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Independent Book Reviews

By Sara Mayos

Three Men On Their Bikes by Richard Mapes


Published by Thistle Publishing, July 2018


The humour in this book is carefully crafted into the story of three un-grown-up, unfit men deciding to go on a cycle tour around Lancashire. Three mischievous blokes on the cusp of life considering careers, commitments and beer gardens. This is a young man version of Last of the Summer Wine, but these are graduates, challenged by technology, officious railway personnel, bicycle clips and brightly coloured Lycra. They encounter cramped hotel rooms and sober women cyclists. They argue the merits of padded shorts over checked trousers belted above the calf. Short cuts and gut instincts sometimes win over GPS and Google searches. Their friendships and stamina go through the pain barrier in the hills and valleys of The Penines, and none are quite the same at the end of the journey.


I received a complimentary copy of this book through NetGalley. Opinions expressed in this review are completely my own.


About the author:


Richard Mapes is a writer of comic novels. Of his other books ‘Three Men on Tour’ was published in November 2015 and ‘Under the Night Sky’ was co-authored by Bethan Mapes and Juliet Beaumont and published in July 2016. He can be contacted on Facebook and Twitter and has author profiles on Amazon.co.uk and Goodreads.com

Dinner Party by Tracy Bloom

Published by Bookouture, an imprint of StoryFire Ltd, September 2018.

Please fasten your seat belts. Tracy Bloom is an accomplished writer of humour and has 7 other published books in the same genre.


She exposes, through three main characters, the frustrations, deceptions and insecurities that frequently sit inside normal married life. Three couples who know each well, take it in turns to host a dinner party and soon the criticisms, bickering, asides and recriminations often bubble to the surface.


A hunk is unexpectedly thrown into this mixture, invited by one of the guests, who felt sorry for him, due to his wife having dumped him. All the women ogle at the new arrival, with his well developed physique.


Old jealousies and rivalries emerge, claws come out and its more than the food that gets roasted. The husbands try to hatch a plan to get rid of him.


A flying bomb explodes amongst the group when the hunk’s ex, the saucy Candice, arrives on the scene.


A lively entertaining read.


I received a complimentary copy of this book through Bookouture via NetGalley. Opinions expressed in this review are completely my own.

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Sharp & Sugar Tooth. Edited by Octavia Cate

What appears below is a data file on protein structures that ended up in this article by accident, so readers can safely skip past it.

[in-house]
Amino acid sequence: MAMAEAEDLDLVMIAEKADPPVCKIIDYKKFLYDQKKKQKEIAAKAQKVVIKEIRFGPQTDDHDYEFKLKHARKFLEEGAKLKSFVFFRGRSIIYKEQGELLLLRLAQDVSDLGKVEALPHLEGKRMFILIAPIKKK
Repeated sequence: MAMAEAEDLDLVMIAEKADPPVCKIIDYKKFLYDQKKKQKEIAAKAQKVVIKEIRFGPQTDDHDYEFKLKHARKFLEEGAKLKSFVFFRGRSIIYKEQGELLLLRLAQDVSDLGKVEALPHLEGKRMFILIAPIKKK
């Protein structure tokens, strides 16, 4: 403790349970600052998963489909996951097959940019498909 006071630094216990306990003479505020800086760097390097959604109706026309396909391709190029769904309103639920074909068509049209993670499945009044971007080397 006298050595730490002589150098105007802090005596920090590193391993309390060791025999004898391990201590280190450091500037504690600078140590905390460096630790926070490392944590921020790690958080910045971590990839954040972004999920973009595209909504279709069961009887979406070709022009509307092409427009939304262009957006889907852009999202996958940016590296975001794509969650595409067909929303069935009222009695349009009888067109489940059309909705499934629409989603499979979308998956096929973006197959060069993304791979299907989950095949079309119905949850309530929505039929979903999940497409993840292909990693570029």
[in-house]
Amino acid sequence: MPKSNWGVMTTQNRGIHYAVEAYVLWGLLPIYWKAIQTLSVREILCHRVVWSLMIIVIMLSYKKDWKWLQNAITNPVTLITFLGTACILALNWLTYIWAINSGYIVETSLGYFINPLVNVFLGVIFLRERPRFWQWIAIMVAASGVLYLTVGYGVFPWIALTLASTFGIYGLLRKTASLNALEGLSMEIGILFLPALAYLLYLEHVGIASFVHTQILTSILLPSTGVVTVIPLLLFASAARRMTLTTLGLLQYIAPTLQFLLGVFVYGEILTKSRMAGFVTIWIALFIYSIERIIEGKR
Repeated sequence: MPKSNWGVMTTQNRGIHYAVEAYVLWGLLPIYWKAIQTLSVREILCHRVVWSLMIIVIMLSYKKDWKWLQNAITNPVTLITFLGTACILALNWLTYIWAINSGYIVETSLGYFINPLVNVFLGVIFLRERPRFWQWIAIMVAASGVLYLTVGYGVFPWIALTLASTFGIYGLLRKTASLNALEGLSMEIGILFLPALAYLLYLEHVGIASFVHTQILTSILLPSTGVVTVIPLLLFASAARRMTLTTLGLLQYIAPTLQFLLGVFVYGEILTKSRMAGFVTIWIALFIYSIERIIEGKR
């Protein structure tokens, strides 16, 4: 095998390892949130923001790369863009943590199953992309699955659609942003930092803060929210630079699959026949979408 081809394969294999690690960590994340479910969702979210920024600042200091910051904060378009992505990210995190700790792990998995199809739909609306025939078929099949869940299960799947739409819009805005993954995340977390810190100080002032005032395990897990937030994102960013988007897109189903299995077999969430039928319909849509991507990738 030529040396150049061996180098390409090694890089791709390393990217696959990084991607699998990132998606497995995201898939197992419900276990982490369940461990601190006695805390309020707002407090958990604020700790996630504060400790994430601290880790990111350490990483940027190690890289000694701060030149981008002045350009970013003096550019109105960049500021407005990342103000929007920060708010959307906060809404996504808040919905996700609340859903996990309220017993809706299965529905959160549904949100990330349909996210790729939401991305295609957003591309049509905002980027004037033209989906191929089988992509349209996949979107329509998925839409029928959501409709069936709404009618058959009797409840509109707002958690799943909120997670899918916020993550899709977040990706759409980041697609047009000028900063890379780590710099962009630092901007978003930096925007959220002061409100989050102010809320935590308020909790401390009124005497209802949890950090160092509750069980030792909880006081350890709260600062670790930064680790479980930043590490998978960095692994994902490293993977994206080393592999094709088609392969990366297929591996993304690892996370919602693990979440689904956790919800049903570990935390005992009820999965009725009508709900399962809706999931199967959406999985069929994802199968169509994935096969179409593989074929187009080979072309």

Published 26 Mar 2019  by Upper Rubber Boot Books Independent Book Publishers Association.

All 22 short stories collated for this ‘women up to no good series’ are well-written works of fiction. The book is the winner of 13 awards and shortlisted for 3. I cannot fault the writing. Each author deserves to be followed up.


Octavia Cade, the editor, has pulled together a pack of writers whose brief was to write about the sweet and the sour, the mouth-watering, the edible, the dark and dirty side of the pleasures of eating, chopping, cooking, and consumption of anything and anyone. Some readers might care about these topics, or are daring readers of the dark and different.


Every story highlights the bite-able, chop-up-able, lick-able, poison-able and obsession-able. Knives and stakes are sharpened, people are tortured, sliced and consumed on a regular basis for the merest of reasons. Cannibalism, horror, sex and eating, sit side by side.


One story sums up the genre. Gimme Sugar by Katharine Duckett. A woman in a bar shares her confession of the unbearable loss of love. It all seems fairly normal until she tells a stranger of a possible cure. The cure takes her into a dark fantasy world of pastries and sweet things, her ex-lover is recreated into a life-size gingerbread model, which she makes love to and then gorges herself out of her romantic delusion. The stranger begs to be taken to this place as a form of absolution for a wife who ditched him and he is still obsessed with.


Overall, I found the content of women and their obsessions with food, consumption, pleasure, fetish and addictions with people fascinating.


However, these works took it too close to the dark edges of insanity, for me. I could imagine psychiatric wards containing people who think these thoughts and they are driven mad by it. I could imagine a commuter train filled with a batch of people who might consider cannibalism. Most stories are creepy and at times my stomach churned uncomfortably. I could not finish reading it.